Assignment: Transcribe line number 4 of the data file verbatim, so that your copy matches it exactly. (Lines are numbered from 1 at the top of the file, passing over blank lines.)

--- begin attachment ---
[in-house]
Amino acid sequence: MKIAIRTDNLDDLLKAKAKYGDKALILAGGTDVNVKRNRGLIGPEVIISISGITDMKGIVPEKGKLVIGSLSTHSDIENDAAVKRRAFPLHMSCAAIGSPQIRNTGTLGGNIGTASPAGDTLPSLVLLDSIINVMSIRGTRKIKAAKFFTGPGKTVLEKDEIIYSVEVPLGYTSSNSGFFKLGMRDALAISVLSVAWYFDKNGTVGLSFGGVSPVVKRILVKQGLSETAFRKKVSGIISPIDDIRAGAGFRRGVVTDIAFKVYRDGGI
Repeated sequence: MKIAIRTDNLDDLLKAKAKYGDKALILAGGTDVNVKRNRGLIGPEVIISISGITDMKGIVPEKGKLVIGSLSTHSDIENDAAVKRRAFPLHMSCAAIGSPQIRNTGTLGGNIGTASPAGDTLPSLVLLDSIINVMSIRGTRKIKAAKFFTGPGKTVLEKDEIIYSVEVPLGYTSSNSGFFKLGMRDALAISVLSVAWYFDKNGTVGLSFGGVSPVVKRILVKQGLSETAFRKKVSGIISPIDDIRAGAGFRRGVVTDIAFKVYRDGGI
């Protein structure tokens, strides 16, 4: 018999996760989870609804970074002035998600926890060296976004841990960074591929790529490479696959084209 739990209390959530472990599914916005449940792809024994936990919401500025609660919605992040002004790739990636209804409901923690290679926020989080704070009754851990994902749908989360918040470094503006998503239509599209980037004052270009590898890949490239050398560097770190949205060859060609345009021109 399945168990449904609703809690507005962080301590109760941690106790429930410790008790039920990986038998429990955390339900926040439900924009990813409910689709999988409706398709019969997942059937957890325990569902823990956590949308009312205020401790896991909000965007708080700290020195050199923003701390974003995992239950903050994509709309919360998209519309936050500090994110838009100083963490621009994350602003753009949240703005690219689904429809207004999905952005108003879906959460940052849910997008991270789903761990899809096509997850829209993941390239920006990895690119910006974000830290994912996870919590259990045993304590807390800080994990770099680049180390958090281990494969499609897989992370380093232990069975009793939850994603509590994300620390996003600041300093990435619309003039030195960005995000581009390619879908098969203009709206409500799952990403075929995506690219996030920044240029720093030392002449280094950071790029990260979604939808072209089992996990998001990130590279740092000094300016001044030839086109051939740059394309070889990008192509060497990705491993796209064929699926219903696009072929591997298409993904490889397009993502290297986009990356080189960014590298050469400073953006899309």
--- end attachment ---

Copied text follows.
């Protein structure tokens, strides 16, 4: 018999996760989870609804970074002035998600926890060296976004841990960074591929790529490479696959084209 739990209390959530472990599914916005449940792809024994936990919401500025609660919605992040002004790739990636209804409901923690290679926020989080704070009754851990994902749908989360918040470094503006998503239509599209980037004052270009590898890949490239050398560097770190949205060859060609345009021109 399945168990449904609703809690507005962080301590109760941690106790429930410790008790039920990986038998429990955390339900926040439900924009990813409910689709999988409706398709019969997942059937957890325990569902823990956590949308009312205020401790896991909000965007708080700290020195050199923003701390974003995992239950903050994509709309919360998209519309936050500090994110838009100083963490621009994350602003753009949240703005690219689904429809207004999905952005108003879906959460940052849910997008991270789903761990899809096509997850829209993941390239920006990895690119910006974000830290994912996870919590259990045993304590807390800080994990770099680049180390958090281990494969499609897989992370380093232990069975009793939850994603509590994300620390996003600041300093990435619309003039030195960005995000581009390619879908098969203009709206409500799952990403075929995506690219996030920044240029720093030392002449280094950071790029990260979604939808072209089992996990998001990130590279740092000094300016001044030839086109051939740059394309070889990008192509060497990705491993796209064929699926219903696009072929591997298409993904490889397009993502290297986009990356080189960014590298050469400073953006899309």